Wednesday, September 1, 2010

Thai Film Archive celebrates 10 years of Tears of the Black Tiger

Wisit Sasanatieng's Tears of the Black Tiger (ฟ้าทะลายโจร, Fah Talai Jone) was the movie that did it for me. It's the reason I started this blog.

I first saw Tears of the Black Tiger during a visit to Bangkok in October of 2000. I was living in Phnom Penh at the time and came to Bangkok for a weekend to chill out and watch movies, because there were no proper cinemas playing movies in Phnom Penh at the time. I actually saw Black Tiger back-to-back with another Asian film that really impressed me, Crouching Tiger, Hidden Dragon, at the old United Artists multiplex at the Emporium.

But it was Tears of the Black Tiger that knocked my socks off and kept me wondering why the heck some director in Thailand would make a cowboy movie. Why was it so colorful? Why was it so melodramatic? What was it about the film that kept me thinking about it? It's one of my favorite movies of all time.

A year later, I moved to Bangkok, and a couple years later, after searching for information about Thai films on the Internet and not finding much, except perhaps Thai World View, I started blogging as a means of collating the data and contributing to the effort. I also spent a lot of time on the Wikipedia entry for Tears of the Black Tiger, and even though it's not a "good" article, I think it's okay.

I'm still not sure I know why I'm so passionate about Tears of the Black Tiger and Thai films in general. I just am that's all.

To celebrate the 10 years since Tears of the Black Tiger, and to recognize the important contribution the film has made in honoring Thai cinematic traditions and its historic role as the first Thai film to be selected for competition at the Cannes Film Festival (it played in the Un Certain Regard section in 2001), the Thai Film Archive has a month of activities lined up.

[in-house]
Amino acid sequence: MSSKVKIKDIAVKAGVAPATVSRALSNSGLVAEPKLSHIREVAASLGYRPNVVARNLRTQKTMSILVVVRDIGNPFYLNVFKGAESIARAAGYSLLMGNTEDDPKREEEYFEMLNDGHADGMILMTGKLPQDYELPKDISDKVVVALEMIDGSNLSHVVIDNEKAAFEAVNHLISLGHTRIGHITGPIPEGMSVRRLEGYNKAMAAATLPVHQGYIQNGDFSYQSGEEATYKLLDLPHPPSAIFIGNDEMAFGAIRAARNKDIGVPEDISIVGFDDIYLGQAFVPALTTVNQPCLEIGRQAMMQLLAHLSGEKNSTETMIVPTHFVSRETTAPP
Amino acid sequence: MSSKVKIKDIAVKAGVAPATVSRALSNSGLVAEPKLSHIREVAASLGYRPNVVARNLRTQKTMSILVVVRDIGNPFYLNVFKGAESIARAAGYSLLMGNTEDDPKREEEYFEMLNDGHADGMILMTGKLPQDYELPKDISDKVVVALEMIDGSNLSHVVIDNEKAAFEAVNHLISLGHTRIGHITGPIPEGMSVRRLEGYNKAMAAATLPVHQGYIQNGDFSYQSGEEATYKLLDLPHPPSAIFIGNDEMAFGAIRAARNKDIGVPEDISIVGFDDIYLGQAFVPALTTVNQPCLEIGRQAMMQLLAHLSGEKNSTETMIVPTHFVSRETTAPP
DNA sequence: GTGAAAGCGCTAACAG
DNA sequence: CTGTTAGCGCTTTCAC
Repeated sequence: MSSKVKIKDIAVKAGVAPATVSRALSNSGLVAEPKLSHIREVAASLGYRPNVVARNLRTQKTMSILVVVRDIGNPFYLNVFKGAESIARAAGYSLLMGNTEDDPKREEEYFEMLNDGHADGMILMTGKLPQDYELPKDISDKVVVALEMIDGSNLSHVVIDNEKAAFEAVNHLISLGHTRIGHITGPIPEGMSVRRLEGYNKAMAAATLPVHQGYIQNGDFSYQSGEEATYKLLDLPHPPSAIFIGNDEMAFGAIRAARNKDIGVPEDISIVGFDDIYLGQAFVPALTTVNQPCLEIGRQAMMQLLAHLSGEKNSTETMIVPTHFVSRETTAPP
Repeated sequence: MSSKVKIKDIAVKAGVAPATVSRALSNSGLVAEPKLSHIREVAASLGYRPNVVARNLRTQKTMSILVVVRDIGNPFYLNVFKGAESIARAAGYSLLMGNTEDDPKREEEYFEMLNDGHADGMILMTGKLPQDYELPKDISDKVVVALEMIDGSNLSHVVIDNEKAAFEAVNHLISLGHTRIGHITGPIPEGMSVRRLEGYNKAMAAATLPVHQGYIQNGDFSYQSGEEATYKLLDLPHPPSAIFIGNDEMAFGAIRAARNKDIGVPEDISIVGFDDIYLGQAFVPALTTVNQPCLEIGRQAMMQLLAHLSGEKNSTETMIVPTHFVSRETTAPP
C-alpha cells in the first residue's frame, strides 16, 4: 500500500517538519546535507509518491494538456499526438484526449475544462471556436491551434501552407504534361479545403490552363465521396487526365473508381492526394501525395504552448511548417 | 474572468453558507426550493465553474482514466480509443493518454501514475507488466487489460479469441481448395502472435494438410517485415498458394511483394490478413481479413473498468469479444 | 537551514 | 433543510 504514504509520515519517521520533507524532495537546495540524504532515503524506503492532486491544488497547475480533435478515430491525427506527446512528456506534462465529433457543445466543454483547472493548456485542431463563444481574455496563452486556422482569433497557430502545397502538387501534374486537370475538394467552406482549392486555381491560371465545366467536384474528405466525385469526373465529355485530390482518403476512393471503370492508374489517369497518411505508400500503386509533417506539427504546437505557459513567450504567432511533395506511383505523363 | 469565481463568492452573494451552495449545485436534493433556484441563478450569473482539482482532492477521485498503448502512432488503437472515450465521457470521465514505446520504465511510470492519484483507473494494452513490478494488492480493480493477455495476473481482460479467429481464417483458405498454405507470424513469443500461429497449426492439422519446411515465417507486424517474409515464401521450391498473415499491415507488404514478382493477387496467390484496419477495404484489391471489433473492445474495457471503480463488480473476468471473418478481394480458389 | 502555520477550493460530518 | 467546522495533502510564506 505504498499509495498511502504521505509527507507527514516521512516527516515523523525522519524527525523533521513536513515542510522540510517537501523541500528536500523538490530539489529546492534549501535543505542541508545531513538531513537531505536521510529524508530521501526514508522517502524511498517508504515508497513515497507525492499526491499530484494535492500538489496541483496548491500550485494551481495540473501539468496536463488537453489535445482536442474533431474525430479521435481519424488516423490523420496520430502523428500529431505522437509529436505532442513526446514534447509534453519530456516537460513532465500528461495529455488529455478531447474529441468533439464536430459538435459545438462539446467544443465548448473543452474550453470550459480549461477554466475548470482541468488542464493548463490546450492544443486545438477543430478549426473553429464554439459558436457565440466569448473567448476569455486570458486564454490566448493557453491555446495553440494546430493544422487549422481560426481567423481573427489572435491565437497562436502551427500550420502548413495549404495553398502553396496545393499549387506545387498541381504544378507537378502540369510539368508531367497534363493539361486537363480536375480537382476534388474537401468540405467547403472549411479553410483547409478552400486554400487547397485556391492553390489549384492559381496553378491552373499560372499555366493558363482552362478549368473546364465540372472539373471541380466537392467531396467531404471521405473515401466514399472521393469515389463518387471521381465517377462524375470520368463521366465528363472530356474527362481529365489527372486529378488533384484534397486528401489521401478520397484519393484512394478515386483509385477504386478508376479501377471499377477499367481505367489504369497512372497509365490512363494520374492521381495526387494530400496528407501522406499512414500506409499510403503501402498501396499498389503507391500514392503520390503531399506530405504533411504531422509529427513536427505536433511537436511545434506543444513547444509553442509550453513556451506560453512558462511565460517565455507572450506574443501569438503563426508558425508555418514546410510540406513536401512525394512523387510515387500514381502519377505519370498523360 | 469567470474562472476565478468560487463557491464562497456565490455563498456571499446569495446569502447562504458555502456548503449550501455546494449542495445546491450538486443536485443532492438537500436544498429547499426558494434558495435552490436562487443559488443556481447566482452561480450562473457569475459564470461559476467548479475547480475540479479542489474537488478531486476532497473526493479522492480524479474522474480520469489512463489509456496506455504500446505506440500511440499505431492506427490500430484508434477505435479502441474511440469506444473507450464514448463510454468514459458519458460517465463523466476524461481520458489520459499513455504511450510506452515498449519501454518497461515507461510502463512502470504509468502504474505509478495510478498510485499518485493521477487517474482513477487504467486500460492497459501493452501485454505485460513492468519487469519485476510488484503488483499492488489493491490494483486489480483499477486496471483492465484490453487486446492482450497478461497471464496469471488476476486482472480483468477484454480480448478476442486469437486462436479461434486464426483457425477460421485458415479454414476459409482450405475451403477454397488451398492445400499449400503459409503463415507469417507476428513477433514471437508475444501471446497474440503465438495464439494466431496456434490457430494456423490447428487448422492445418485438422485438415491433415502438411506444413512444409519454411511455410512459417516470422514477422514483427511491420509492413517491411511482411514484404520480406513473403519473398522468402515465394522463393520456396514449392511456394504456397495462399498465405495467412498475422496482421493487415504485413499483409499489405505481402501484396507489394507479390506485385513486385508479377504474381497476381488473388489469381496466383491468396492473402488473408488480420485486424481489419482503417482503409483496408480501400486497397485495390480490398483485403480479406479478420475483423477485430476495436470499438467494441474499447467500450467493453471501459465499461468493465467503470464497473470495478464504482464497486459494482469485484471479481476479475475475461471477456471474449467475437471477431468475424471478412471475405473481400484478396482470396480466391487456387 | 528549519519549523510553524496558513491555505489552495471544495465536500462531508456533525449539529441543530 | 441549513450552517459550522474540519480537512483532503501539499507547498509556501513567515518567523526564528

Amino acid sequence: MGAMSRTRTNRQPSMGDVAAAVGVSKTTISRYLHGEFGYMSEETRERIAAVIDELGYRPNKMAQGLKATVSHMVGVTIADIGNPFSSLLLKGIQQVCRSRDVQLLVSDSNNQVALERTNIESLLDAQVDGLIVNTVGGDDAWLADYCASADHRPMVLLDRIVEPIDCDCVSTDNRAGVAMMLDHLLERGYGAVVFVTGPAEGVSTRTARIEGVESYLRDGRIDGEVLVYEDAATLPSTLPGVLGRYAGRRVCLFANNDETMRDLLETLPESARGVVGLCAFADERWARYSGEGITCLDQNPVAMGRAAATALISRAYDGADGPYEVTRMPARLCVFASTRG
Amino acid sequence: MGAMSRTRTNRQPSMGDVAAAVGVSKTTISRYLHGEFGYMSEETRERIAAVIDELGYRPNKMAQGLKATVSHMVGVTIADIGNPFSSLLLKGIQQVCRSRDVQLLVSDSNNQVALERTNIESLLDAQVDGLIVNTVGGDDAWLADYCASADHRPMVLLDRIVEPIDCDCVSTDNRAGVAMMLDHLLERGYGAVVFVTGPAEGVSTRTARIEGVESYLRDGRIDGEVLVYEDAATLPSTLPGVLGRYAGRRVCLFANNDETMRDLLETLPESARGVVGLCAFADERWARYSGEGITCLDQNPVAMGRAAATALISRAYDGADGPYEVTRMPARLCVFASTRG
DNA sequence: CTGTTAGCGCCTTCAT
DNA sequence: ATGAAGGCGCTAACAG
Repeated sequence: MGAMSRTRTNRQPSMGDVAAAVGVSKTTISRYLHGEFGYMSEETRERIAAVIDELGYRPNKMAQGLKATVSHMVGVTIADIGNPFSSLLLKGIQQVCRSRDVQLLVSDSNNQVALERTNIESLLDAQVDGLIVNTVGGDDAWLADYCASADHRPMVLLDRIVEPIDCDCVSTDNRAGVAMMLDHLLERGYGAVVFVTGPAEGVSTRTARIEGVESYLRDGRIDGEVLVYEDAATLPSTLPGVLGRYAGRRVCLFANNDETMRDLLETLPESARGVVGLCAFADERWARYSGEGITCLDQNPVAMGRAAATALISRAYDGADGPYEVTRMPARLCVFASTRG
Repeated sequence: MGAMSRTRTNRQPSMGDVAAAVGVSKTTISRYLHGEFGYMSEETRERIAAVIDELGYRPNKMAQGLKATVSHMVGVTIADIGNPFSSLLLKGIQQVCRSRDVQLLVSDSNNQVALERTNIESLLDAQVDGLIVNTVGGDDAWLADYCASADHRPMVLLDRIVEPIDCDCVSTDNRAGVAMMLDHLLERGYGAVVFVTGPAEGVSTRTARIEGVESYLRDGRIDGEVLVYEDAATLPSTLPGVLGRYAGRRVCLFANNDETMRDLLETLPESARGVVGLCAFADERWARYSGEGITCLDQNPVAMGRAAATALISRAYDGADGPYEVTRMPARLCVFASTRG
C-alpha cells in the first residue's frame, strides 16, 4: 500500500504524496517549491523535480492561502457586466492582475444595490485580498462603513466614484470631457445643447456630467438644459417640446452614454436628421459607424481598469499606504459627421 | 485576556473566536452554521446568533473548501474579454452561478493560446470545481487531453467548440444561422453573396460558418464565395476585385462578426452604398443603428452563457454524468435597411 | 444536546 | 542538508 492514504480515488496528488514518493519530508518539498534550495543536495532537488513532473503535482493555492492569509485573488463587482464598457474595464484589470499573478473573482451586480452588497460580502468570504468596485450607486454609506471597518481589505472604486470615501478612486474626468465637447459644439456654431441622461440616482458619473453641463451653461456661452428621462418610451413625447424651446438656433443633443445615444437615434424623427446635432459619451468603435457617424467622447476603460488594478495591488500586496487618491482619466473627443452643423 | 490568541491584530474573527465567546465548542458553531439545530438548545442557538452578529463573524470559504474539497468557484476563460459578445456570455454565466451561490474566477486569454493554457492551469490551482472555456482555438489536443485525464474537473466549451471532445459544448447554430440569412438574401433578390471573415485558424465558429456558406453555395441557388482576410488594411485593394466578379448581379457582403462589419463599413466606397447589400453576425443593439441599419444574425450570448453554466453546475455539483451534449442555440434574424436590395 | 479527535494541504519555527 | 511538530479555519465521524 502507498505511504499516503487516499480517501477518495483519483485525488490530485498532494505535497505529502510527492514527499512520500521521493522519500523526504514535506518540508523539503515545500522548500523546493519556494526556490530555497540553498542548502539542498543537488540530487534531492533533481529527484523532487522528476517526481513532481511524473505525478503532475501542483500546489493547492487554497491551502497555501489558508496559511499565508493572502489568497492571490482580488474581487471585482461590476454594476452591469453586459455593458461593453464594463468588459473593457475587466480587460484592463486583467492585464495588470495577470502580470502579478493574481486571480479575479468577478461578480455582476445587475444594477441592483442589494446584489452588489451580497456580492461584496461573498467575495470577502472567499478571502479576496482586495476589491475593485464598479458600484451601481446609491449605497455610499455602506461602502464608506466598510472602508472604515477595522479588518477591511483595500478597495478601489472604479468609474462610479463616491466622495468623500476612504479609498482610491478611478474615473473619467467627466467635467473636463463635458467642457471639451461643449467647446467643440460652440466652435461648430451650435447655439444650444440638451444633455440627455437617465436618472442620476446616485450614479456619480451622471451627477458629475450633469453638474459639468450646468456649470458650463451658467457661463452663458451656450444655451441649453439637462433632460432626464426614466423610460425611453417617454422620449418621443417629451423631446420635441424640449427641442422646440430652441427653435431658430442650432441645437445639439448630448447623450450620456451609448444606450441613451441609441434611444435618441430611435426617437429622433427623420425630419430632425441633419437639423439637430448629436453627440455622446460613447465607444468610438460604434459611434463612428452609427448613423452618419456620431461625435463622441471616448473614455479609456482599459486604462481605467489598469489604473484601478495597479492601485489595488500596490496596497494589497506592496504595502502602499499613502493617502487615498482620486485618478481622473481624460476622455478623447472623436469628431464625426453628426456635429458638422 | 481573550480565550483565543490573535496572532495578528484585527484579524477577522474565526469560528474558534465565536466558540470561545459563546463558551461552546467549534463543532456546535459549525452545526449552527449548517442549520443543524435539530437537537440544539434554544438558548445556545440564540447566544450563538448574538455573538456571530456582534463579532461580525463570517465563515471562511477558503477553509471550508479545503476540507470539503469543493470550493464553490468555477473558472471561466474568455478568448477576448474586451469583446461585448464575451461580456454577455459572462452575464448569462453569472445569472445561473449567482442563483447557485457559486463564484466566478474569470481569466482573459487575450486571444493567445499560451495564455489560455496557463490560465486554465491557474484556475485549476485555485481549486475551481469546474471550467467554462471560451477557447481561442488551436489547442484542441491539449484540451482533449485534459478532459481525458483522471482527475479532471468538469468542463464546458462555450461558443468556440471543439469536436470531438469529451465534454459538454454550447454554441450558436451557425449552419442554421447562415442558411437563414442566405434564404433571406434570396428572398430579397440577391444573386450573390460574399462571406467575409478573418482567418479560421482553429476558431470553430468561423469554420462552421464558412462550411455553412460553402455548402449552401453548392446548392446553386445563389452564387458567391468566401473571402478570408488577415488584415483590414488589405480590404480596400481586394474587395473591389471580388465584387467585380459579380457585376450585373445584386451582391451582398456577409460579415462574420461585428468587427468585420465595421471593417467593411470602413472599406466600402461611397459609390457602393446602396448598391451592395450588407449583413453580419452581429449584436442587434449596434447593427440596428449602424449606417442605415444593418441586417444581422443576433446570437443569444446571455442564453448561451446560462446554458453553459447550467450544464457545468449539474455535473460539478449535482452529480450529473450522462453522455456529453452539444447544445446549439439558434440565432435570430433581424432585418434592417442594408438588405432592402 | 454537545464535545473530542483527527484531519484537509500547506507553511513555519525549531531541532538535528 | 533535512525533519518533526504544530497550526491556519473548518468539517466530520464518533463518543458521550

They'll be playing all of Wisit's features – Tears of the Black Tiger, Citizen Dog and The Unseeable – as well as classic Thai films that influenced Wisit's style. These include the films of Ratana Pestonji – 1955's Forever Yours (ชั่วฟ้าดินสลาย, Chuafah Din Salai; a remake starring Ananda Everingham and Ploy Cherman, Eternity, is due in cinemas on September 16), 1957's Country Hotel (โรงแรมนรก, Rongraem Narok) and 1961's Black Silk (แพรดำ, Phrae Dum) as well as other influential films: 1977's Citizen Taxi Driver by MC Chatrichalerm Yukol, 1979's Mountain People (Khon Pu Khao) by Vichit Kounavudhi and 1962's The Boat House by Prince Phanuphan Yukol.

On September 25, there will be a discussion on Tears of the Black Tiger and a screening of clips of Wisit's films.

Of course, all this is an excellent warm-up for the big event of the year – the expected October 7 release of one of the year's most highly anticipated films Wisit's reboot of classic Thai cinema's Red Eagle action franchise with Ananda Everingham stepping into a role once filled by legendary superstar Mitr Chaibancha.

During September, the Thai Film Archive will also repeat some of the programs of the 14th Thai Short Film & Video Festival – the Best of Clermont Ferrand, In the Realm of Conflict and Beyond Yangon.

They are also continuing the Sunday matinee screenings of Payut Ngaokrachang's The Adventure 0f Sudsakorn until October 3.

Please see the website for the schedule and other details. The screenings are on DVD and I am uncertain of the availability of subtitles. Call ahead and ask at (02) 482 2013-14, ext 111, if you need to know more.


  1. The film also is one of my favourite of time. It was one of the last Thai film I saw before moving to Sydney. And I saw it again in Sydney Asian Film Festival.

    This reminds me of how I look at Thai film in the last decade as an expat and can't help thinking I have missed good years of growth in Thai cinema.

  2. Thanks for mentioning :)
    Hopefully Thai cinema is much more popular nowadays with many blogs, websites, thesis and so on...
    Even more people like Thai movies before decade 2000s :)


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